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Life Tech, UCSD, Salk Institute Collaborate on ALS Research

By a GenomeWeb staff reporter

NEW YORK (GenomeWeb News) – Life Technologies, the University of California, San Diego, and the Salk Institute for Biological Studies today said they are initiating studies that could lead to the development of cell transplant therapy for amyotrophic lateral sclerosis.

The effort is being led by UCSD and the Salk Institute with $11.5 million in funding from the California Institute for Regenerative Medicine. Life Tech is providing expertise in stem cell biology, cell separation, next-generation sequencing, and bioproduction through its Invitrogen Primary and Stem Cell Systems business, the company said in a statement.

Researchers at the university and institute will conduct stem cell research on a special type of cell called an astrocyte progenitor, which helps support the proper functioning and insulation of neurons. In ALS, also called Lou Gehrig's disease, insulation that is critical to neuron function decays over time. It is believed that astrocyte-based cell therapy could help regenerate neuron insulation and reverse the debilitating effects of the disease or slow down its progress.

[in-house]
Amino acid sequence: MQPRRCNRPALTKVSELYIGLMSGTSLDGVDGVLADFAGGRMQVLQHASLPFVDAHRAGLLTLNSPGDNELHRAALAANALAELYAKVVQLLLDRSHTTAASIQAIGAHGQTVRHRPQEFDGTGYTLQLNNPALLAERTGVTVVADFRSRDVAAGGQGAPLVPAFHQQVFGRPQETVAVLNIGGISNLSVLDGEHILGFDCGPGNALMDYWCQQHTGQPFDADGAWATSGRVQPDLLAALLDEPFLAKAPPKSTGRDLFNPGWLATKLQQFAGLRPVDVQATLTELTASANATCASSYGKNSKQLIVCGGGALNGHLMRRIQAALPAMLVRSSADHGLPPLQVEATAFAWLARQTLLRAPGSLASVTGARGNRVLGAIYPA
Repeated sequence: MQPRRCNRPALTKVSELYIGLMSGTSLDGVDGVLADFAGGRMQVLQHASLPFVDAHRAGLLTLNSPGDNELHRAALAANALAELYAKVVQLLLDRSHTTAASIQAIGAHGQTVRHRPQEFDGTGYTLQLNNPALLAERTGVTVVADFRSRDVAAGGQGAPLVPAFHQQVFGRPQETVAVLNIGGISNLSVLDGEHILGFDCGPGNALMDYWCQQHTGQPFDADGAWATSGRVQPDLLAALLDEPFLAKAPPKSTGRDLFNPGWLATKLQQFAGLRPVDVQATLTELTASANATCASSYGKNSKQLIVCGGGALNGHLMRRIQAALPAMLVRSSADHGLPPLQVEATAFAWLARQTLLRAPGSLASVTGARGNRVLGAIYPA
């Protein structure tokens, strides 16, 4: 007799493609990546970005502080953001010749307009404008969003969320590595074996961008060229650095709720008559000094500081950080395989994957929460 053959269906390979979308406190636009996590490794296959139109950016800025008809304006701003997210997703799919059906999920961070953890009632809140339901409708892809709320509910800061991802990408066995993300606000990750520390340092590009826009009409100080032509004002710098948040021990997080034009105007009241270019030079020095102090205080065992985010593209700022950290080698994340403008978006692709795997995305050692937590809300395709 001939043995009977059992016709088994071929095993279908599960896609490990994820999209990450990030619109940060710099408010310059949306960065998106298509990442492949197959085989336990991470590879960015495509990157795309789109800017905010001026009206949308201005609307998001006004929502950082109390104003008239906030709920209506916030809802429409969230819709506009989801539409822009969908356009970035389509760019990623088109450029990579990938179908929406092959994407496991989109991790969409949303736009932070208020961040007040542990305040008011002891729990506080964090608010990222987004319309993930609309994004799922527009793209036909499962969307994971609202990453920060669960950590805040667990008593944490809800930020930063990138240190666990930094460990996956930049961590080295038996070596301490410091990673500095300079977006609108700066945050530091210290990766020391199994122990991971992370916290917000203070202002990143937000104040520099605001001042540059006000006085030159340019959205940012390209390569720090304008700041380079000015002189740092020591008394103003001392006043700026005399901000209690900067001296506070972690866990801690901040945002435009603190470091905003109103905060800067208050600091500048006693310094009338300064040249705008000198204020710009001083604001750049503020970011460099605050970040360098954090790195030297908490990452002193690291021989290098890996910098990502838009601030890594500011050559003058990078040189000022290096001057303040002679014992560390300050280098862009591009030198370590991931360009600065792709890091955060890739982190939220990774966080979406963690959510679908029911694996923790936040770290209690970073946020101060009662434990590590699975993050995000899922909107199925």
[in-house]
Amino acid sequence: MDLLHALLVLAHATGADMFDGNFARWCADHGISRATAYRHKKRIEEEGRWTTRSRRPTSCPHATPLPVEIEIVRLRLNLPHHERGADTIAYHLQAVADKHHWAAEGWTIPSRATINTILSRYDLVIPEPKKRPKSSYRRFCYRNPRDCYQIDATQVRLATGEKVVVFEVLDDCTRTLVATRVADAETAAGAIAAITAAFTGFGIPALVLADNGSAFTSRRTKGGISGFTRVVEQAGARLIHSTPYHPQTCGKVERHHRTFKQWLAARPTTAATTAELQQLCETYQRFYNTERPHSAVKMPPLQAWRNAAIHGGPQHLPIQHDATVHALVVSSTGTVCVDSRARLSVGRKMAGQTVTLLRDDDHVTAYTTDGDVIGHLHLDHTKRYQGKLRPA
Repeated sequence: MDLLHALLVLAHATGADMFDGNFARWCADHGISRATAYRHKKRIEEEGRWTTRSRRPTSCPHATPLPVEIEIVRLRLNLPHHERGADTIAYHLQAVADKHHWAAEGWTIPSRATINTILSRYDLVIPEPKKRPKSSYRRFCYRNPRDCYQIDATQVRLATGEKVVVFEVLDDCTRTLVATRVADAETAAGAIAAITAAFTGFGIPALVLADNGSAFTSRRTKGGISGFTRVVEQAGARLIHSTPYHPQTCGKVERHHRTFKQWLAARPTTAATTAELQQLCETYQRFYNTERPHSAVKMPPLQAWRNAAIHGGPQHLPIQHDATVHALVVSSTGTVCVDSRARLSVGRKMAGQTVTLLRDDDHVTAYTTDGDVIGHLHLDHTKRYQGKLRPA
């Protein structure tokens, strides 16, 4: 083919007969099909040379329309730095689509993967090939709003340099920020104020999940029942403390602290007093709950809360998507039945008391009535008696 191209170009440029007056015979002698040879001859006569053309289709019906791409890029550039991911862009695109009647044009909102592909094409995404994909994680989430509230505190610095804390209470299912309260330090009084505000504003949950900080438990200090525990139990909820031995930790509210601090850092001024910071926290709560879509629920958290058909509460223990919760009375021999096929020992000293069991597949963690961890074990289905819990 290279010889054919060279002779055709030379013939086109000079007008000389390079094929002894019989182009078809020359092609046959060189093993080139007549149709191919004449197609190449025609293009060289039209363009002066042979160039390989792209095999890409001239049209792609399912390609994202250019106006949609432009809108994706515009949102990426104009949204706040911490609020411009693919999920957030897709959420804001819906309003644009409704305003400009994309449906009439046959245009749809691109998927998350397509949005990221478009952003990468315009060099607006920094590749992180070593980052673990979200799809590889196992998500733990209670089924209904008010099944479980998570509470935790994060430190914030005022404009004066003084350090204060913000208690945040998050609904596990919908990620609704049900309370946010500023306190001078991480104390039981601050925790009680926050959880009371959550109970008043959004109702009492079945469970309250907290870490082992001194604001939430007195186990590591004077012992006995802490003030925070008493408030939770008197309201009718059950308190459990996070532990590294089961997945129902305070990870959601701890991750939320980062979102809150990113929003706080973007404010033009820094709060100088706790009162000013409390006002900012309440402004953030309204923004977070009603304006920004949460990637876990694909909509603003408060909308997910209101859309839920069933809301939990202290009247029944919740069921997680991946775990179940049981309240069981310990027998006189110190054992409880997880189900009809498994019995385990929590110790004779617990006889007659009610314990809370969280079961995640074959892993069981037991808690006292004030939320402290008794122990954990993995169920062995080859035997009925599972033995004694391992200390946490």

UCSD and Salk investigators will study two methods of administering astrocyte progenitors in animal models, including cervical and lumbar spinal cord injections, Life Tech said. The researchers will test the safety and ability of these cells to prevent or slow down the deterioration of motor neurons in the hopes of providing a proof-of-principle, and bringing the approach to clinical trials within five years.

"Any novel treatment option would not only be clinically competitive, but could have a major impact for thousands of patients currently battling the disease," Don Cleveland, professor of medicine, neurosciences, and chair of the UCSD department of cellular and molecular medicine, said in a statement. "This approach has the potential to lead to the development of new therapies that could significantly extend the lifespan of individuals living with this disease, and improve their quality of life."

Currently, the only FDA-approved drug for ALS is riluzole, which is marketed by Sanofi-Aventis as Rilutek. About 30,000 people in the US have ALS.

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